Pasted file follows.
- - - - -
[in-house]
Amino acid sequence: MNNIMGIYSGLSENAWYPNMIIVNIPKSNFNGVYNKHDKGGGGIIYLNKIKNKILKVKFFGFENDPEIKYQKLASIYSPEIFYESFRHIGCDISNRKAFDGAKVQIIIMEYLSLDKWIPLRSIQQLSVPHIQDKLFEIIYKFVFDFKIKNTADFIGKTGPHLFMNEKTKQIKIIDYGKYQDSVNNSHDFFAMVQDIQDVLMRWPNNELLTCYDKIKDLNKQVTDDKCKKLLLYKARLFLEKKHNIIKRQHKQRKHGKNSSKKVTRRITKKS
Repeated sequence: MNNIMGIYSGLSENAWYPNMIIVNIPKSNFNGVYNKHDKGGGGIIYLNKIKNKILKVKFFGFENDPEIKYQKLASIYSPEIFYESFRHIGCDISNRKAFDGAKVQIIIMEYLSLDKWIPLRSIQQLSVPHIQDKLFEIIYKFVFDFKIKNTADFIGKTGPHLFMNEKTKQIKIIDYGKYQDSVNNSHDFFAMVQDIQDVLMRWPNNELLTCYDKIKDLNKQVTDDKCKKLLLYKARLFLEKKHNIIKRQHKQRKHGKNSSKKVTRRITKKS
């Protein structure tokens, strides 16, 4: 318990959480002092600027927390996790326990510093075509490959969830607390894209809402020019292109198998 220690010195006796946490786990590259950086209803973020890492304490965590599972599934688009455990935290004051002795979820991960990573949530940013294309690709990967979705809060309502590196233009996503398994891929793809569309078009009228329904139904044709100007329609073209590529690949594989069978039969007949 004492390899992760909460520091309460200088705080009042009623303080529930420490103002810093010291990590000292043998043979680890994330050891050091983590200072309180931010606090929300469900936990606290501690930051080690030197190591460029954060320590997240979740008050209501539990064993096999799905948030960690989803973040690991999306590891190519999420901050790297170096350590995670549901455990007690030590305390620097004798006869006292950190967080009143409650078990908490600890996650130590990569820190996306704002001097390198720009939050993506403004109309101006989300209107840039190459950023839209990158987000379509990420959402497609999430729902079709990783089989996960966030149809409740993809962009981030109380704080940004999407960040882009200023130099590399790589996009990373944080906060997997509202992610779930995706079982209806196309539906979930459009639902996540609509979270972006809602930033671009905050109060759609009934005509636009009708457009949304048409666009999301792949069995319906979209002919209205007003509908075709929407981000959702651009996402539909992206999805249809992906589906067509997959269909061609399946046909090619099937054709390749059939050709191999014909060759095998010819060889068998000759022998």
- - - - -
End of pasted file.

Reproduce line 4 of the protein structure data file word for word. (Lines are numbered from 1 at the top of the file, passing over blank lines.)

């Protein structure tokens, strides 16, 4: 318990959480002092600027927390996790326990510093075509490959969830607390894209809402020019292109198998 220690010195006796946490786990590259950086209803973020890492304490965590599972599934688009455990935290004051002795979820991960990573949530940013294309690709990967979705809060309502590196233009996503398994891929793809569309078009009228329904139904044709100007329609073209590529690949594989069978039969007949 004492390899992760909460520091309460200088705080009042009623303080529930420490103002810093010291990590000292043998043979680890994330050891050091983590200072309180931010606090929300469900936990606290501690930051080690030197190591460029954060320590997240979740008050209501539990064993096999799905948030960690989803973040690991999306590891190519999420901050790297170096350590995670549901455990007690030590305390620097004798006869006292950190967080009143409650078990908490600890996650130590990569820190996306704002001097390198720009939050993506403004109309101006989300209107840039190459950023839209990158987000379509990420959402497609999430729902079709990783089989996960966030149809409740993809962009981030109380704080940004999407960040882009200023130099590399790589996009990373944080906060997997509202992610779930995706079982209806196309539906979930459009639902996540609509979270972006809602930033671009905050109060759609009934005509636009009708457009949304048409666009999301792949069995319906979209002919209205007003509908075709929407981000959702651009996402539909992206999805249809992906589906067509997959269909061609399946046909090619099937054709390749059939050709191999014909060759095998010819060889068998000759022998």